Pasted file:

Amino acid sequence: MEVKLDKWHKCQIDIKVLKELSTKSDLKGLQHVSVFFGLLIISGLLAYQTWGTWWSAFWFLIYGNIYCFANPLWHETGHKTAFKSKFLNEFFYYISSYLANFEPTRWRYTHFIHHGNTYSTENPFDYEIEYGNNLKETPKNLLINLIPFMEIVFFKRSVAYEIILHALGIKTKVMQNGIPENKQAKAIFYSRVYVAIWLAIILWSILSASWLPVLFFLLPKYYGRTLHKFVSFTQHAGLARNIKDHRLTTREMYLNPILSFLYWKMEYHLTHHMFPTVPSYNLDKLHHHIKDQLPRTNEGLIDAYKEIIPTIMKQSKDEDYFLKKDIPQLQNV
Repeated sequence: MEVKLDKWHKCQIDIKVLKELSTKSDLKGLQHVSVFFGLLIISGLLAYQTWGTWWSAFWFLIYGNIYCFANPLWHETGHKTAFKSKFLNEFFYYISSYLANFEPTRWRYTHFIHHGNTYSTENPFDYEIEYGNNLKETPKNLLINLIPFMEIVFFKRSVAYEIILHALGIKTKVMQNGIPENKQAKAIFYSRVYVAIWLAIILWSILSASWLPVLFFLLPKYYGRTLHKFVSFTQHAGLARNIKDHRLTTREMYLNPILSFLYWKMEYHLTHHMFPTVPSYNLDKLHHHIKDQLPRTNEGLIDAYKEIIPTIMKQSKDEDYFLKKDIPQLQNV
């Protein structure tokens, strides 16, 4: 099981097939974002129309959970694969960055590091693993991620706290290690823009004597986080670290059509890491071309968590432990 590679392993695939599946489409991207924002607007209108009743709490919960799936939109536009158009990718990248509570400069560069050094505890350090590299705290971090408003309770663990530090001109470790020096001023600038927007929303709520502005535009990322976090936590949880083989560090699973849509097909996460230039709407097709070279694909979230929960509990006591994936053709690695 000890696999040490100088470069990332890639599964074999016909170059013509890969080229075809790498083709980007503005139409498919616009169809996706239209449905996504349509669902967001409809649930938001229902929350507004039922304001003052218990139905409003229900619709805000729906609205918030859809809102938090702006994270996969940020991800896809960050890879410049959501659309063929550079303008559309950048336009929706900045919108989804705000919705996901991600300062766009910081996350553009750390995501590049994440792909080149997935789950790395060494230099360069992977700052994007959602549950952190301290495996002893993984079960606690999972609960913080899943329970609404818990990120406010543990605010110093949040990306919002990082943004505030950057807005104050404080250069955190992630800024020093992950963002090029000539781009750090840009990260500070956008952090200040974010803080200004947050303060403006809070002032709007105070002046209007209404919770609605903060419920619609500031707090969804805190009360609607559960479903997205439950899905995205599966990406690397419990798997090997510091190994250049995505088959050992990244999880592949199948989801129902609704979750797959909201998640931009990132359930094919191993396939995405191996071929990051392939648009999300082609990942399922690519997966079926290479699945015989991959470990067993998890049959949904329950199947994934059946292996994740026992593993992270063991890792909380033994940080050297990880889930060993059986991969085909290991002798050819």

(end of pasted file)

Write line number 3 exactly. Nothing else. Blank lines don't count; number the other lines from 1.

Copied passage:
């Protein structure tokens, strides 16, 4: 099981097939974002129309959970694969960055590091693993991620706290290690823009004597986080670290059509890491071309968590432990 590679392993695939599946489409991207924002607007209108009743709490919960799936939109536009158009990718990248509570400069560069050094505890350090590299705290971090408003309770663990530090001109470790020096001023600038927007929303709520502005535009990322976090936590949880083989560090699973849509097909996460230039709407097709070279694909979230929960509990006591994936053709690695 000890696999040490100088470069990332890639599964074999016909170059013509890969080229075809790498083709980007503005139409498919616009169809996706239209449905996504349509669902967001409809649930938001229902929350507004039922304001003052218990139905409003229900619709805000729906609205918030859809809102938090702006994270996969940020991800896809960050890879410049959501659309063929550079303008559309950048336009929706900045919108989804705000919705996901991600300062766009910081996350553009750390995501590049994440792909080149997935789950790395060494230099360069992977700052994007959602549950952190301290495996002893993984079960606690999972609960913080899943329970609404818990990120406010543990605010110093949040990306919002990082943004505030950057807005104050404080250069955190992630800024020093992950963002090029000539781009750090840009990260500070956008952090200040974010803080200004947050303060403006809070002032709007105070002046209007209404919770609605903060419920619609500031707090969804805190009360609607559960479903997205439950899905995205599966990406690397419990798997090997510091190994250049995505088959050992990244999880592949199948989801129902609704979750797959909201998640931009990132359930094919191993396939995405191996071929990051392939648009999300082609990942399922690519997966079926290479699945015989991959470990067993998890049959949904329950199947994934059946292996994740026992593993992270063991890792909380033994940080050297990880889930060993059986991969085909290991002798050819």